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How was my DNA obtained?

In 2002-3, NCDS carried out its first biomedical survey. As part of this survey, nurses took a blood sample from study members who gave their consent. White blood cells from this blood have been stored to provide a renewable source of DNA for non-commercial research. In the Life in Your Early 60s Survey, during your […]

I don’t remember giving consent for my DNA to be used.

Not everyone in NCDS was part of the biomedical survey at age 44, and of those 9,377 who did take part, a total of 8,404 gave consent to their DNA being used. Therefore you could have taken part but chosen not to give your permission for DNA extraction. In the Life in Your Early 60s […]

Who has access to my DNA?

To use DNA samples, researchers must first get clearance from a medical ethics committee. DNA extracted from blood collected during the first NCDS biomedical survey in 2002-3 can only be used for non-commercial medical research whereas DNA extracted from blood collected during the Life in Your Early 60s Survey may potentially be used by researchers […]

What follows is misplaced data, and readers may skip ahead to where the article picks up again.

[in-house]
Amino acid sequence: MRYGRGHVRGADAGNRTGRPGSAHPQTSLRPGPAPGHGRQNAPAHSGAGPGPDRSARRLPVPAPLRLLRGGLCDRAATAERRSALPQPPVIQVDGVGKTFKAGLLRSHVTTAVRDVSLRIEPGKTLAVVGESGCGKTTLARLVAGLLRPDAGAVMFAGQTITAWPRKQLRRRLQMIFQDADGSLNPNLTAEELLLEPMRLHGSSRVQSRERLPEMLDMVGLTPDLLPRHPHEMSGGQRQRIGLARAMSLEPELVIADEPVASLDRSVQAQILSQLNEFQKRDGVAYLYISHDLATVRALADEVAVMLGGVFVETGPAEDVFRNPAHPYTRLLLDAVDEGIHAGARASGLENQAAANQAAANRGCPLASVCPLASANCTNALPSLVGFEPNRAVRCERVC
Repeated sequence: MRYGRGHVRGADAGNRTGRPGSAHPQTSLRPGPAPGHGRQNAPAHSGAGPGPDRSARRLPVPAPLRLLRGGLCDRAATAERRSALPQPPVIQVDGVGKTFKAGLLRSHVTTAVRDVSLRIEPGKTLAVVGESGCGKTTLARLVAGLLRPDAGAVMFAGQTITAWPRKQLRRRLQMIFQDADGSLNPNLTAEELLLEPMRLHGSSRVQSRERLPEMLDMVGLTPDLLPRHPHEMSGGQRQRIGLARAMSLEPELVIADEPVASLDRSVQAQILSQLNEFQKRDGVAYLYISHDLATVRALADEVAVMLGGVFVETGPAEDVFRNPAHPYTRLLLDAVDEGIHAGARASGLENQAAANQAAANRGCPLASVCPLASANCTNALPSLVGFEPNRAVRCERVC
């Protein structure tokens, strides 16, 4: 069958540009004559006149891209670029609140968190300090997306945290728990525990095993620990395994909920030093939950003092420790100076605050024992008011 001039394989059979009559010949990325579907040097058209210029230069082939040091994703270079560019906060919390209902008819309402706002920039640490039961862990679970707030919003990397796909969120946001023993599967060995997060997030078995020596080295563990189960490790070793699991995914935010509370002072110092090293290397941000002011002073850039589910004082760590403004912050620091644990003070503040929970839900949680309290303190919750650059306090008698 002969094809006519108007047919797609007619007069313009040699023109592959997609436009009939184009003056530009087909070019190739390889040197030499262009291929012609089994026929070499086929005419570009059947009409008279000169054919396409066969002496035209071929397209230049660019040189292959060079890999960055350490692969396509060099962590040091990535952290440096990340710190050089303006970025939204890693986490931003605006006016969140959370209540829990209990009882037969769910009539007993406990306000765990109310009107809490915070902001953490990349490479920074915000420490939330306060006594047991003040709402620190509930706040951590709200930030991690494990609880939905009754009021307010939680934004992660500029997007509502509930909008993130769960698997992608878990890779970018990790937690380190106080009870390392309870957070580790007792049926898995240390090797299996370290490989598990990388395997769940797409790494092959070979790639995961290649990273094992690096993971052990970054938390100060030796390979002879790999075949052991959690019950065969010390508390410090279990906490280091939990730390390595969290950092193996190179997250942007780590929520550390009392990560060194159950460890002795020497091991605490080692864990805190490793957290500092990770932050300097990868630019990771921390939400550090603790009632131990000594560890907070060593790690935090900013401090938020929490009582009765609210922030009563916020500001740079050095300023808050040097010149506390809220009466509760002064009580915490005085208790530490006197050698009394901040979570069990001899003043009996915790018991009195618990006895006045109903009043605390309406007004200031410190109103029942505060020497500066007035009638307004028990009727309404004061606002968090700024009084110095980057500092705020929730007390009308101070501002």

Can I get information about my genetic profile from CLS?

No, it was important that when we collected the DNA sample that we gained consent from you to use the DNA for research purposes, but also guaranteed not to reveal your individual results. This is because the way that this was done does not meet the very high clinical standards that would be required to […]